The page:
I was fortunate to have had a fabulous creative arts teacher, post baccalaureate, at Cabrillo Community College in the Early Childhood Education Department. She had us scavenging through trash bins for cardboard, old hinges, clips and folders to use in our book-making endeavors. She taught us how to stitch the covers, glue fabric on them, or use clip rings and yarn to bind the pages. We had a laminator, a spiral binding machine and a weighted press for printmaking. I loved using all that equipment, but wanted to be able to assemble classroom books in the evenings on my kitchen table or with the children on the carpet at group time.

               Drug stores sold rolls of clear contact paper (do they still have them?) plastic, actually, that would hold anything in place, even little bouquets of wildflowers from a walking field trip.  I went through yards of clear contact. With the availability of glue sticks that allowed children to set things in place without the sticky mess or drying time of white glue, they would assemble lace their own books together on the spot and take them home. We kept baskets of book making supplies available for this purpose, magazines to cut pictures and Polaroid cameras with those expensive little film packets.

               I’d take a bag of supplies for my own children to make books during family vacations and encouraged them to make book gifts for grandparents and teachers. Sometimes I’d suggest topics or titles for them to tackle. I recall at a timely project, called, “Me and My Brother” My two boys, at around 7 and 4 years assembled a book together, drew pictures and wrote words about what they liked to play together. They’d been arguing, seemed out of synch. The book pulled them a little closer, served to reconnect them. Titles like, Going to the Dentist, My Surgery, The New School, The Airplane Trip, and The Dead Dog (their words), focused on transitions and meaningful events offered them extra support. They could sleep with their favorites and often did. Books have always been another way to for me to talk with them, extend thinking on a subject and also allowed them to reflect on worries, misinformation and to revisit delightful discoveries and passages of childhood.

    My children now, (my grandchildren) make books at school, continued the stapling and drawing of little books through early childhood. I provided supplies at home, too. At ages 9 and 12 they still often sit and write books with illustrations, photos or special collections.

    Today I discovered a stack of books I made for and with my grandchildren at different ages. Many of them are assembled using punched plastic sleeves or page covers and bound in an old folder, grocery bag, manila mailing envelope, disassembled shoe box or carton and covered with fabric or report cover, binder with snap rings. Would you like to see a video of me assembling a book? I’ll try it out next week and post unless its horrible.  Some of my Grandchildren’s stack:

    Toddler Books

    Liza Turns One, a photo collection assembled with punched heat laminated page covers (waterproof and washable)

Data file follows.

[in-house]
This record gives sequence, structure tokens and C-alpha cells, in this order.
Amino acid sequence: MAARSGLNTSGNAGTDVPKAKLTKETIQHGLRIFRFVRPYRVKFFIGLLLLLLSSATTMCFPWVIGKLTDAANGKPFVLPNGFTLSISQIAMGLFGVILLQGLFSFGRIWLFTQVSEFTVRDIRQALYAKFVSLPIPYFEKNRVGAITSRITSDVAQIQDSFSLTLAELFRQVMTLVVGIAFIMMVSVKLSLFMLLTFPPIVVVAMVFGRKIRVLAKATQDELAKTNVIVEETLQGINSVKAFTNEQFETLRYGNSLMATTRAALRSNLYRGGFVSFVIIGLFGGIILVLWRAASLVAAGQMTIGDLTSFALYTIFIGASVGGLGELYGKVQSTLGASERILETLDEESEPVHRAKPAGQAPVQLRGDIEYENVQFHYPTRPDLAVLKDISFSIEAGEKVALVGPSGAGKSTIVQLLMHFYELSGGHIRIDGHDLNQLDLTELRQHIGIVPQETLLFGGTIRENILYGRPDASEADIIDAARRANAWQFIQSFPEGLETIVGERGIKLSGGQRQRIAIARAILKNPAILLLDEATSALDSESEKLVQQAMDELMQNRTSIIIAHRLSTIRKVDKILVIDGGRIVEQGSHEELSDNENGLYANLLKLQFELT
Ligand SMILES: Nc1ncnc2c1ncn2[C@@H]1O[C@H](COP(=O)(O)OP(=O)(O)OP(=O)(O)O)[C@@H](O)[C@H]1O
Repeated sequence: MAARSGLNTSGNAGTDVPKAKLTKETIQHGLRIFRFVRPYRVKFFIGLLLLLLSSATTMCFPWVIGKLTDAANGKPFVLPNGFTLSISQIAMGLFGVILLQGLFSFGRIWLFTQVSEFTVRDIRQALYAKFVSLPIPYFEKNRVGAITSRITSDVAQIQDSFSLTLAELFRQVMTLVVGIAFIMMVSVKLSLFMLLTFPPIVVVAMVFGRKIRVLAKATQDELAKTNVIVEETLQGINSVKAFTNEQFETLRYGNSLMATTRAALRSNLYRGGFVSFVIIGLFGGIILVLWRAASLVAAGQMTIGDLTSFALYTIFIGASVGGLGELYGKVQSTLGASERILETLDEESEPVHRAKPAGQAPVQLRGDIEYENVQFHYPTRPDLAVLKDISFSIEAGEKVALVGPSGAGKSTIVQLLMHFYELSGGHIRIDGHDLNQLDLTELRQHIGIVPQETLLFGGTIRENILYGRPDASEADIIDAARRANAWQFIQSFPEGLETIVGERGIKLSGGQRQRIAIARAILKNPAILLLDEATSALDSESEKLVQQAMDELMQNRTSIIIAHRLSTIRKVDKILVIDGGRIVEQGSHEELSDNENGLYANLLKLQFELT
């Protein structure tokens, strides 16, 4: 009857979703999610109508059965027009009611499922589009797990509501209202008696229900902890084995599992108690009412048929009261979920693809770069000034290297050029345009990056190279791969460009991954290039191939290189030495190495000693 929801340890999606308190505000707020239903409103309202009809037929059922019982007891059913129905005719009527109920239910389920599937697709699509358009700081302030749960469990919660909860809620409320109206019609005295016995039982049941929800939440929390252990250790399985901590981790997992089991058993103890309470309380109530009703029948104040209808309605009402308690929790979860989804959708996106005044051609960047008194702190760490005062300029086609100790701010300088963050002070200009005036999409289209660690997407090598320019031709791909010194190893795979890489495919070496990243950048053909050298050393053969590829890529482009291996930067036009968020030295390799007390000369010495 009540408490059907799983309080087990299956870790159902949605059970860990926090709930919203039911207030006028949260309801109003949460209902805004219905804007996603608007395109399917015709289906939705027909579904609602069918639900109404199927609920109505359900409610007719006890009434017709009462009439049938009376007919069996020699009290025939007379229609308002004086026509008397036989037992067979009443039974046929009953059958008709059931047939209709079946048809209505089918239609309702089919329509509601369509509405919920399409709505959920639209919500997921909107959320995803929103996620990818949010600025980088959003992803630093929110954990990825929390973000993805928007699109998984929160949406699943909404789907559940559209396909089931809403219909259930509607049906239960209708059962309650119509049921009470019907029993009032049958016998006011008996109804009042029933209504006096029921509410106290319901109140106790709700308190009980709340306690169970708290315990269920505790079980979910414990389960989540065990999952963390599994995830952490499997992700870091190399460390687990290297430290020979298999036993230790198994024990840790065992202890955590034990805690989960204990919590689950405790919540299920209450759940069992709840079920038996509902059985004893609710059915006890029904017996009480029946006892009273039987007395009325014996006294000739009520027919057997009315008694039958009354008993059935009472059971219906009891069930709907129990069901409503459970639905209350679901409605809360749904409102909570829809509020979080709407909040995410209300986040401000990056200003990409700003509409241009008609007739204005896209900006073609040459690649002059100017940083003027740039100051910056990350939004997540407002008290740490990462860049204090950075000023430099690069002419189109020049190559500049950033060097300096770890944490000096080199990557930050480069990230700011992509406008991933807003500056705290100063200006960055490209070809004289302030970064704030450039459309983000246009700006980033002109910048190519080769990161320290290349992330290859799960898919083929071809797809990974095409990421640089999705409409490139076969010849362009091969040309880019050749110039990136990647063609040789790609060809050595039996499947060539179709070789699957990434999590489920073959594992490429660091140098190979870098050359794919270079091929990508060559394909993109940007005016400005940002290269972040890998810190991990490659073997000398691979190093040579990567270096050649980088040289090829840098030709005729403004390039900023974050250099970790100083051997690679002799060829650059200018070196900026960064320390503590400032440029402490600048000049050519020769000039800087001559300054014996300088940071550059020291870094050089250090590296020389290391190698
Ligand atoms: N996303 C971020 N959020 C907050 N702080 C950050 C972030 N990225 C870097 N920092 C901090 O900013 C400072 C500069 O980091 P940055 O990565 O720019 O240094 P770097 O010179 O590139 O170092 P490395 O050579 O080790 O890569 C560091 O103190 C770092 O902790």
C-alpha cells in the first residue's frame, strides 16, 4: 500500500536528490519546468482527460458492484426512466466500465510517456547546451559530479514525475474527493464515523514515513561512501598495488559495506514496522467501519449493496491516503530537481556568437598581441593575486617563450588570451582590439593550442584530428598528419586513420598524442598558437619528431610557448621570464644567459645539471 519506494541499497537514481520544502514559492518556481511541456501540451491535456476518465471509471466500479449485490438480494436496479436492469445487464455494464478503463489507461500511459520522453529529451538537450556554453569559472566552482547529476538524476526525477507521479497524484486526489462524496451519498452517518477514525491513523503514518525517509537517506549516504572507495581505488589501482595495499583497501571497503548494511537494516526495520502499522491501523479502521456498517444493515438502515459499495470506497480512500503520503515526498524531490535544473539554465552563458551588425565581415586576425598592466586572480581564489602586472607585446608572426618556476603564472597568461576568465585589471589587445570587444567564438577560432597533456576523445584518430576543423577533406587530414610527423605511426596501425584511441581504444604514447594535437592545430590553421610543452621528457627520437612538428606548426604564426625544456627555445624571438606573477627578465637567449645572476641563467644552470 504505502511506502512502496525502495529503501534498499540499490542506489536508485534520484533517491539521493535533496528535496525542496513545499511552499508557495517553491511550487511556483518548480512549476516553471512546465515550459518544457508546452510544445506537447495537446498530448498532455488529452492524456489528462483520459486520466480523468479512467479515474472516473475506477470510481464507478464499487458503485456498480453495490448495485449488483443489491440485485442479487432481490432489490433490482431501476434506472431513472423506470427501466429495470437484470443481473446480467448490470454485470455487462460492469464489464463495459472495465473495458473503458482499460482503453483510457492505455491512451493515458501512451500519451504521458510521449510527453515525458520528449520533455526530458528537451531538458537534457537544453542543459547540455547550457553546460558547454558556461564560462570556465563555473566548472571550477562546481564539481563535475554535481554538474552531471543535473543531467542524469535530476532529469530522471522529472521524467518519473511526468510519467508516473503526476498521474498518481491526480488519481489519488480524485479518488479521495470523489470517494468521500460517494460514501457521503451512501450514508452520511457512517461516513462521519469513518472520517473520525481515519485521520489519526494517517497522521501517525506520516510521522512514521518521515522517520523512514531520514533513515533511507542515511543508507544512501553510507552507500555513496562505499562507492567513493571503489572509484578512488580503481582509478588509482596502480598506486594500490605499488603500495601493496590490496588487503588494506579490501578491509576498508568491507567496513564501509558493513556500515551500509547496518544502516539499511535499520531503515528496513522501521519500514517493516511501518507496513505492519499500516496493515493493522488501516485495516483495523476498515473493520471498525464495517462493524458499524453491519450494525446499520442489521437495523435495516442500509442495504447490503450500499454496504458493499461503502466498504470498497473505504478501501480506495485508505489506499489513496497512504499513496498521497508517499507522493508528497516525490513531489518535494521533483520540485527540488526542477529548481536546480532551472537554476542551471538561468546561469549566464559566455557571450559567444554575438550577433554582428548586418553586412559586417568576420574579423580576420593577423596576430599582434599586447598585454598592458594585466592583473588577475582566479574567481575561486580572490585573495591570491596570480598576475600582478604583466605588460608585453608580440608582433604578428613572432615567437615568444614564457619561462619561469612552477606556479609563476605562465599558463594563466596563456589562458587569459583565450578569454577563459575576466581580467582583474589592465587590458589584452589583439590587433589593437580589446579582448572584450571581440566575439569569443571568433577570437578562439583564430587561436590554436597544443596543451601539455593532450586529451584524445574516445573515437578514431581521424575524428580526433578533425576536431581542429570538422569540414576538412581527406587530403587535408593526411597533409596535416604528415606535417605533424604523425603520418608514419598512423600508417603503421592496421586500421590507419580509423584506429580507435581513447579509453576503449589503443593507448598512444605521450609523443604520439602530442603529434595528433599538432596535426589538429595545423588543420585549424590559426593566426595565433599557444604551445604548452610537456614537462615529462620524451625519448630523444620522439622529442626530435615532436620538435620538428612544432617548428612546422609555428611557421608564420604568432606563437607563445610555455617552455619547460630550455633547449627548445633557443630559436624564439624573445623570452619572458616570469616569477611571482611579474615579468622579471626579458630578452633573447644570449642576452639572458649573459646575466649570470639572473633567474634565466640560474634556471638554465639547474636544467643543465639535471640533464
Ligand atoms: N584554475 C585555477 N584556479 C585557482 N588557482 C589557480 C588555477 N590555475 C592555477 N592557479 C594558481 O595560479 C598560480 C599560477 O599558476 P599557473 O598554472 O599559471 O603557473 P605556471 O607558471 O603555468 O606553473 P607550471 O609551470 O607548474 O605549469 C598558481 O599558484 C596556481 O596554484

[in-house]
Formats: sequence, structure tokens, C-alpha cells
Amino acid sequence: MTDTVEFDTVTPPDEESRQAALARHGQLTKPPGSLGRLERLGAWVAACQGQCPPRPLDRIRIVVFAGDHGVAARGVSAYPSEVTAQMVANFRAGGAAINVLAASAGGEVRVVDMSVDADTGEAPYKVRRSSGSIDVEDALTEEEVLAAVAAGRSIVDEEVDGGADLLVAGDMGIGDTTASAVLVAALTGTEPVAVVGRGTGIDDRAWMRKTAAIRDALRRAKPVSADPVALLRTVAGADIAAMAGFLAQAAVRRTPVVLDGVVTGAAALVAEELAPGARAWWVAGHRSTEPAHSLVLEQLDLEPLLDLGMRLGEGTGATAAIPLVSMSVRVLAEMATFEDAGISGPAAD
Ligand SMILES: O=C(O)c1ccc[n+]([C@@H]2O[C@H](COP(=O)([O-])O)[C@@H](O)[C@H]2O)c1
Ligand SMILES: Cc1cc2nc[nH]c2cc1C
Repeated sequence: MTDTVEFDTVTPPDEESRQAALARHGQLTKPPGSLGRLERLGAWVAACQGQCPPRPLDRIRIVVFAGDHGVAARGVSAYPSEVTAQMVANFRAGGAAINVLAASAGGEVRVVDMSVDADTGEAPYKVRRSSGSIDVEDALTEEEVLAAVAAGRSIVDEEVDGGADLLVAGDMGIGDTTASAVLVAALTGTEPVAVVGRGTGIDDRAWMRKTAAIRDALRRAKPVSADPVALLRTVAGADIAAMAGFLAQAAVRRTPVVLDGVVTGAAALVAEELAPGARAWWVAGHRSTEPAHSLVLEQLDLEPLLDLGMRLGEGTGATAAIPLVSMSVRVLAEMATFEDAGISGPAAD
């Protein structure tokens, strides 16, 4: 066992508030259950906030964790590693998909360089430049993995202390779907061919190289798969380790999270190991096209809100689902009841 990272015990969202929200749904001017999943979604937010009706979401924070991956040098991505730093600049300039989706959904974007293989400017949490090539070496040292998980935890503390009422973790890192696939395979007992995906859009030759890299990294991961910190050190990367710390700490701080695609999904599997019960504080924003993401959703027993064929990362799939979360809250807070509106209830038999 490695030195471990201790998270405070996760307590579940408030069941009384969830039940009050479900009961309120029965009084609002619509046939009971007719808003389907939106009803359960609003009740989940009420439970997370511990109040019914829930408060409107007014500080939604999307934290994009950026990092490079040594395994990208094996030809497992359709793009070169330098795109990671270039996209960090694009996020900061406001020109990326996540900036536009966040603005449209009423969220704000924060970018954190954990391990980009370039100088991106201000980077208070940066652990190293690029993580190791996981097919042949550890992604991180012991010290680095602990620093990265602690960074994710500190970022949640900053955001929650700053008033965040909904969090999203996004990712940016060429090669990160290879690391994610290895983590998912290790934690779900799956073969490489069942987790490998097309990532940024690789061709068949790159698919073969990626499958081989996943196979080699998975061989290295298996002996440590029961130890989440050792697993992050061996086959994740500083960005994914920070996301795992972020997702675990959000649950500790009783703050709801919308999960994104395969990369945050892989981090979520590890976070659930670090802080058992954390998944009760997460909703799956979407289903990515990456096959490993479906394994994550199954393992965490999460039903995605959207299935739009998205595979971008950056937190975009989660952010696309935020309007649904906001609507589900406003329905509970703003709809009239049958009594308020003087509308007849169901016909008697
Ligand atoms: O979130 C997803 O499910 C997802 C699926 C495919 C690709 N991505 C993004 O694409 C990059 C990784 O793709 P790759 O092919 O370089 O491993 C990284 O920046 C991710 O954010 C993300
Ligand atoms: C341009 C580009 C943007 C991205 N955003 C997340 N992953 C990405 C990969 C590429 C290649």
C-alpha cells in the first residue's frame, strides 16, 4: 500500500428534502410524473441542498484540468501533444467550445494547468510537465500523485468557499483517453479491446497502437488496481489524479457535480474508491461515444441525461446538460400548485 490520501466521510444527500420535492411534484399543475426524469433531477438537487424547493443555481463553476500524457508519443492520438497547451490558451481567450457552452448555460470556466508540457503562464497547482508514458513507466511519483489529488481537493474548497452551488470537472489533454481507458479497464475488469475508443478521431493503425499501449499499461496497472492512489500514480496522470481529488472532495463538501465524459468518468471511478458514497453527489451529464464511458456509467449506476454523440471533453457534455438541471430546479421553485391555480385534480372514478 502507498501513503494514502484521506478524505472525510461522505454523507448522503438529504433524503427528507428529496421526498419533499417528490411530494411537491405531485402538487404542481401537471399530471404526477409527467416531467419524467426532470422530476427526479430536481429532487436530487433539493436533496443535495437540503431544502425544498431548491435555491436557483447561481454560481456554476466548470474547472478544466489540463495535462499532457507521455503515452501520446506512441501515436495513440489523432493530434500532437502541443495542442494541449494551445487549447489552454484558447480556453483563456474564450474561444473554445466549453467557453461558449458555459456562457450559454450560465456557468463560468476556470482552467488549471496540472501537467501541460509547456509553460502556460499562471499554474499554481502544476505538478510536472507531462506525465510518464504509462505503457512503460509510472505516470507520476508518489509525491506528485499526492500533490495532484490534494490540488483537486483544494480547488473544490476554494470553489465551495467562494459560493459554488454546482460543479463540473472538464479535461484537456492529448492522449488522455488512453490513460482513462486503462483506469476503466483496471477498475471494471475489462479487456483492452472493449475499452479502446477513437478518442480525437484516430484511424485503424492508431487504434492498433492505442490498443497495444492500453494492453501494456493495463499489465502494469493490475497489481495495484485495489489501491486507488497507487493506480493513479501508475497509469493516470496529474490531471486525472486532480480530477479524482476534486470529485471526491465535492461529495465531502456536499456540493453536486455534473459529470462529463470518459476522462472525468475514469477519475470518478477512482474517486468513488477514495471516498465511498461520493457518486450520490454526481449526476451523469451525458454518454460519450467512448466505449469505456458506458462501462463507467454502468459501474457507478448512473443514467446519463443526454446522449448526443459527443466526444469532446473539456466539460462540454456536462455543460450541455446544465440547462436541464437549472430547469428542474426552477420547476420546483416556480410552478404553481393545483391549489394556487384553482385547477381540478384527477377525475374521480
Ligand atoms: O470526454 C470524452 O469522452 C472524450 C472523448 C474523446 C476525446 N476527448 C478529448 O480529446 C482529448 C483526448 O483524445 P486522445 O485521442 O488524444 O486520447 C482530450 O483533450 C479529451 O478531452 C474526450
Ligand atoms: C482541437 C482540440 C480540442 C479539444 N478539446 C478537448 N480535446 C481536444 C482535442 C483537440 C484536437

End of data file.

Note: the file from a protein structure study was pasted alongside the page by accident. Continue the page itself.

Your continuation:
At Grandma’s and Grandpa’s house, illustrated with photos and labels

    Up, Up, Up Into the Trees, images of visiting grandma’s house, one word labels

    Trip to visit Thomas the Train

    Looking for Thomas, a photo and story book about Thomas the Train visiting at a nearby park

    Photo Collection with names of people in the family, laminated on 6 by 8 small cards

    Doll goes on a mountain hike

    A Toddler’s Adventure-taking a doll on a hike and photographing her various places, the child positions the doll and we thing of what to say about her, is she in danger? Grandpa was a good sport on this one.

    Preschoolers’ illustrations

    Preschooler’s Books

    Adventure story narrated by child and illustrated with toy photos

    A Scary Morning, a rather silly story with photos of toys for telling three-year old grandson’s story

    Short story co-written with child about a family move

    Where Are You? A book to support my 2 ½ yr old grandson’s big move to Montana-toys, play and discovery-a concrtete way to play with a big change

    photos and questions generated by children about changing schools

    Bonny Doon School, leaving childcare and going to a big new school, transition support, photos of the new school environment making connections with preschool

    Well loved book to address differences among us..a favorite

    The Missing Squeak, the mouse born without a squeak, story and art, theme: differences and resilience

    child’s view of a favorite topic, child illustrated

    Chicks favorite topic explored, child’s words, drawings and photos

    Read Aloud Story Books by adults

    Instructions: how to make a tiny tea set
    Print shop bound adult conceived story adventure themes: making art, loneliness

    Grandma Mouse, a story with art collage and words when my grandchildren moved away

    Engaging, interactive photo book with information about a new place

    Exploring Our World, a series begun by Grandma documenting vacations and interesting trips away from home-asking child centered (school age) questions about places in the world, Brazil, Peru, New Zealand, photos and stories

    For an adult:

    Operating Manual Tongue-in-cheek Instructions for a new step mom, photos and instructions, support and information

    Make a book or two this month for your family. Enjoy, Gma